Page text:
State-sponsored Chinese hackers increasingly aim to hijack control of critical U.S. infrastructure. A new private-sector report blames China's military for most such cyberattacks — tantamount to acts of war. The ever-deferential Obama administration's response? A weak new strategy for diplomatic and law-enforcement protection of trade secrets and intellectual property.
U.S. computer security firm Mandiant's report follows the digital trails left by China's most sophisticated hacker group “to the doorstep of” the People's Liberation Army Unit 61398 headquarters in Shanghai. The New York Times also reports that a classified U.S. National Intelligence Estimate “makes a strong case” that PLA officers or contractors run that hacker group and others.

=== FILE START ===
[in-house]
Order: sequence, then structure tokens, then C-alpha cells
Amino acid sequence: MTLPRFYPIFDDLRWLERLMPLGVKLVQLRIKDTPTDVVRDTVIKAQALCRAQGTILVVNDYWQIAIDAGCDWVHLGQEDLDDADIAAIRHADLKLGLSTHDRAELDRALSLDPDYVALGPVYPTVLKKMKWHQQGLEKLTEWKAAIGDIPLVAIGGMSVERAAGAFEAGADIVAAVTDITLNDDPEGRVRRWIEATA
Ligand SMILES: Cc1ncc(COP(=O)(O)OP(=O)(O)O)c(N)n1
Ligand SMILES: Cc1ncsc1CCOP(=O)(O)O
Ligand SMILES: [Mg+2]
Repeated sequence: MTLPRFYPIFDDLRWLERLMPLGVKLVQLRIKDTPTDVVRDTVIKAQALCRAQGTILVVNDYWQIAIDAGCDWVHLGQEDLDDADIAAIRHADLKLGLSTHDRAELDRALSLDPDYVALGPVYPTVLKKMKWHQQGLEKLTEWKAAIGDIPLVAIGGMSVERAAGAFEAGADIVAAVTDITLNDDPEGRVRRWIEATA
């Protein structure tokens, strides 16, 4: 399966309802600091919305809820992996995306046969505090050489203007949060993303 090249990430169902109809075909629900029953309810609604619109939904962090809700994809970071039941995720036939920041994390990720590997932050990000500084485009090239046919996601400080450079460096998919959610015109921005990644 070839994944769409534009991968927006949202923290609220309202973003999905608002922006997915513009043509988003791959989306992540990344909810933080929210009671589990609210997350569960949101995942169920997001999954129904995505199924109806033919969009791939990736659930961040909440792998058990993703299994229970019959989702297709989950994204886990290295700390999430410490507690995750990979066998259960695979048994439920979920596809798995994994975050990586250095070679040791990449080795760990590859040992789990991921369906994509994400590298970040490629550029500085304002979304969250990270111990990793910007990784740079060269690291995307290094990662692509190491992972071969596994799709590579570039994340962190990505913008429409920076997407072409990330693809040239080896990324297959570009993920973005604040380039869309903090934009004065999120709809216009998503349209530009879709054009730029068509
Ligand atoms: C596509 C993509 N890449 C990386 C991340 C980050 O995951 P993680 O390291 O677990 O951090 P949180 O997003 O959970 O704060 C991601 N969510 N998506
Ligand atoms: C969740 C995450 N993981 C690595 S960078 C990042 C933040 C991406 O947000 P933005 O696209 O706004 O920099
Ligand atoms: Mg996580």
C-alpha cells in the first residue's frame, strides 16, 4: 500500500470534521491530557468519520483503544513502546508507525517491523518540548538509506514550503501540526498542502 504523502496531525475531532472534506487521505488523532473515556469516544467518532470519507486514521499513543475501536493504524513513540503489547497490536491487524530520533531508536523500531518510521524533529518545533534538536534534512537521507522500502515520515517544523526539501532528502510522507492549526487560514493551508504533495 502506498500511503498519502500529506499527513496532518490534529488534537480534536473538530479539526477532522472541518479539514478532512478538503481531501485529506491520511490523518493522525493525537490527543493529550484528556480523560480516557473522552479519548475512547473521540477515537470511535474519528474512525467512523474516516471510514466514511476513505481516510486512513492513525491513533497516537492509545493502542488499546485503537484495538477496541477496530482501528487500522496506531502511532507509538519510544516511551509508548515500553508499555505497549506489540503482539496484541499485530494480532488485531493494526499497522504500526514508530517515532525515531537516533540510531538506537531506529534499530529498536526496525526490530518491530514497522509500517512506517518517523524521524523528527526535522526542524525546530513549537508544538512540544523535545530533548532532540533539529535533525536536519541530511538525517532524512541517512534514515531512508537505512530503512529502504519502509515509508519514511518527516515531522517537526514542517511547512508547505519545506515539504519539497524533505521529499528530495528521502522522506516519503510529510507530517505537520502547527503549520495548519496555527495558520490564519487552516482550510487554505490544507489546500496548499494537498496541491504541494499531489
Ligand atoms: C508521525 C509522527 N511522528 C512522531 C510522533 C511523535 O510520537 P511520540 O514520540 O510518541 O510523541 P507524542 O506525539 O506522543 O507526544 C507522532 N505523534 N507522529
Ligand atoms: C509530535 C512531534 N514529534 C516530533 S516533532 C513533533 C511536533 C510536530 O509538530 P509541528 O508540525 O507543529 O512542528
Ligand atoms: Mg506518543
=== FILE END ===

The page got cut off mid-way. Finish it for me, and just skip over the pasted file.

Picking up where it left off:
The harsh light cast on China by the Mandiant report makes the shortcomings of that new White House strategy all the more glaring.
It doesn't focus exclusively on cyberattacks. Or mention U.S. cyberoffensive capabilities. Or single out China as America's primary online adversary — “to avoid upsetting relations with Beijing,” The Washington Free Beacon reports.
Foreign policy in Mr. Obama's second term is parroting the first and continues to be defined by reckless deferentialism.
The Obama administration shouldn't be playing catch-up with — or playing coy about — China's cyberwarfare. Instead, this White House must treat China as the enemy it undoubtedly is, by calling out the PLA for its cyberattacks and leading an all-out response that puts America's capabilities in cyberspace — public, private, defensive and offensive — on no less than a war footing.
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